"...like everything else the legal system touches nowadays, U.S. patent law has been hijacked so that it now operates nearly in reverse, deterring research and penalizing innovation...
"RIM faces a possible injunction barring it from providing BlackBerry service in the U.S., as well as $450 million or more in payments to the plaintiff, NTP, whose only significant assets are the patents it claims RIM has infringed.
"In the RIM case, NTP offers no product that competes with BlackBerrys. It sells nothing at all." -- an editorial in the Wall Street Journal
Intellectual property law is increasingly important. In this essay, I am going to propose that the patent law be changed to incorporate something analogous to the "fair use doctrine" in copyright. Bear in mind that I am an economist, not a lawyer, so my treatment of legal issues will have an amateur character.
My understanding of "fair use" is that it puts some flexibility into copyright law. For example, it would be illegal for me to copy an entire editorial from the Wall Street Journal, but the excerpt that I quoted above constitutes fair use. Another fair use might be copying the music I bought on a CD onto a hard disk so that I can listen to it in a different location. Unfair use would be making copies on CD's and selling them to strangers.
Some of the problems with patent laws could be fixed by developing standards for "fair use." Under a "fair use" standard, there would be circumstances where one company could use another company's patented ideas in a way that constitutes limited infringement (with a low ceiling on damages) or no infringement at all. For example, a patent adjudicator could take into account the fact that the patent holder has not made an effort within a reasonable time period to market a product incorporating the patent.
A "fair use" doctrine for patents could take into account the difficulty of developing the idea for the patent. For example, I think that most of the ideas that I have seen for stopping spam -- Bayesian filters, forcing senders to manually enter codes, schemes to charge senders, etc. -- could have been arrived at ten years ago by a group of geeks sitting in a one-hour brainstorming session. On the other hand, Visicalc, the original spreadsheet software, was a truly creative leap.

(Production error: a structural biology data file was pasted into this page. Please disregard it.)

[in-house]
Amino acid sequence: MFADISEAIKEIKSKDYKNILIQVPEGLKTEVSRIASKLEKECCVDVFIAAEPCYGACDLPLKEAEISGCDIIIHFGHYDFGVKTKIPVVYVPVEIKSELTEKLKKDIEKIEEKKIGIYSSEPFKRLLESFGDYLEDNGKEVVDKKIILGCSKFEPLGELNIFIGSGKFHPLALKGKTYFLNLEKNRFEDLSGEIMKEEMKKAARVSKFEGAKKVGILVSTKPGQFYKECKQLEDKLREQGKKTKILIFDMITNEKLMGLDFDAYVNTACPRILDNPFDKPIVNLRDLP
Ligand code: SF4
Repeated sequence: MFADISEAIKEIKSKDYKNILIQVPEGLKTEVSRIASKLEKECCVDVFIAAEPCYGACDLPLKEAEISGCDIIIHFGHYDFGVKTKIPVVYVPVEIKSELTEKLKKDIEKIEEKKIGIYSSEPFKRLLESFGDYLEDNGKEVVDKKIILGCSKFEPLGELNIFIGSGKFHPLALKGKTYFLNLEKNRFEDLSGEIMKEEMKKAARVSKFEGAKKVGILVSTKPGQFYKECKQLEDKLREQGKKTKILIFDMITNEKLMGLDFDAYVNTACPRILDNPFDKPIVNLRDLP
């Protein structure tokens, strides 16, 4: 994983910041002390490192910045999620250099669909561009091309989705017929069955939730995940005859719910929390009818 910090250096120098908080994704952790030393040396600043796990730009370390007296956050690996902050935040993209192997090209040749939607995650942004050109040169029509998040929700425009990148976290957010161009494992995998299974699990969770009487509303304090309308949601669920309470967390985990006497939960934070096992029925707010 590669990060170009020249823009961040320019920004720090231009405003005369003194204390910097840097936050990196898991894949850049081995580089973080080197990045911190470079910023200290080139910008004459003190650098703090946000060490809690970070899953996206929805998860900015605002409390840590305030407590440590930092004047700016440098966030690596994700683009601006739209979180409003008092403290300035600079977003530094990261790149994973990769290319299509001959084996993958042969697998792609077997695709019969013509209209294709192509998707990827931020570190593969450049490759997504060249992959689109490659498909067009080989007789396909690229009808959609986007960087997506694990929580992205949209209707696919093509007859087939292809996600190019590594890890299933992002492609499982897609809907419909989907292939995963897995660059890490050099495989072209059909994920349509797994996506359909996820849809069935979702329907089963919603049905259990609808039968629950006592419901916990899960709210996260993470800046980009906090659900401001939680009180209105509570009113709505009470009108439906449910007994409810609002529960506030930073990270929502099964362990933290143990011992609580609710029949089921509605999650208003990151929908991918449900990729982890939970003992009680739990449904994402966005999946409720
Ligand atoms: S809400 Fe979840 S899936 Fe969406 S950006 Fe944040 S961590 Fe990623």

The "fair use" doctrine also should take into account the difficulty of implementing an idea. If an idea is very difficult to execute successfully, then it should be "fair use" for someone other than the originator to try to implement the idea. It is on this issue that I believe that "fair use" would support RIM, the creators of the Blackberry. Coming up with the technical concepts involved in creating a mobile communication device is only a small part of the business problem. The challenge is in making correct decisions about many subtle characteristics of implementation and design. The fact that the patent-holder has no product further demonstrates that the value of the Blackberry is in the implementation, not in the intellectual property that was patented.
A "fair use" doctrine would allow a patent adjudicator to ask the following questions:
If it is an idea that any number of people could have come up with in a matter of a few hours, then there should be wide latitude for fair use. A Bayesian spam filter would be an example. On the other hand, if it is an idea that has required years of testing and refinement, such as a video game platform, then the latitude for fair use would be narrower.
The "fair use doctrine" would continue to protect ideas that are difficult to develop and easy to execute. However, it would provide less protection to concepts that are not embedded in working products.
The "fair use doctrine" would reduce the incentive for companies to file for patents on ideas solely for the purpose of staking claim to an idea. Instead, patents would have value only as protection for actual marketable products.
The "fair use doctrine" would protect innovative companies from having to defend themselves against patents of which they were not even aware. It would reward engineers and marketers, rather than patent attorneys.
Arnold Kling is author of Learning Economics.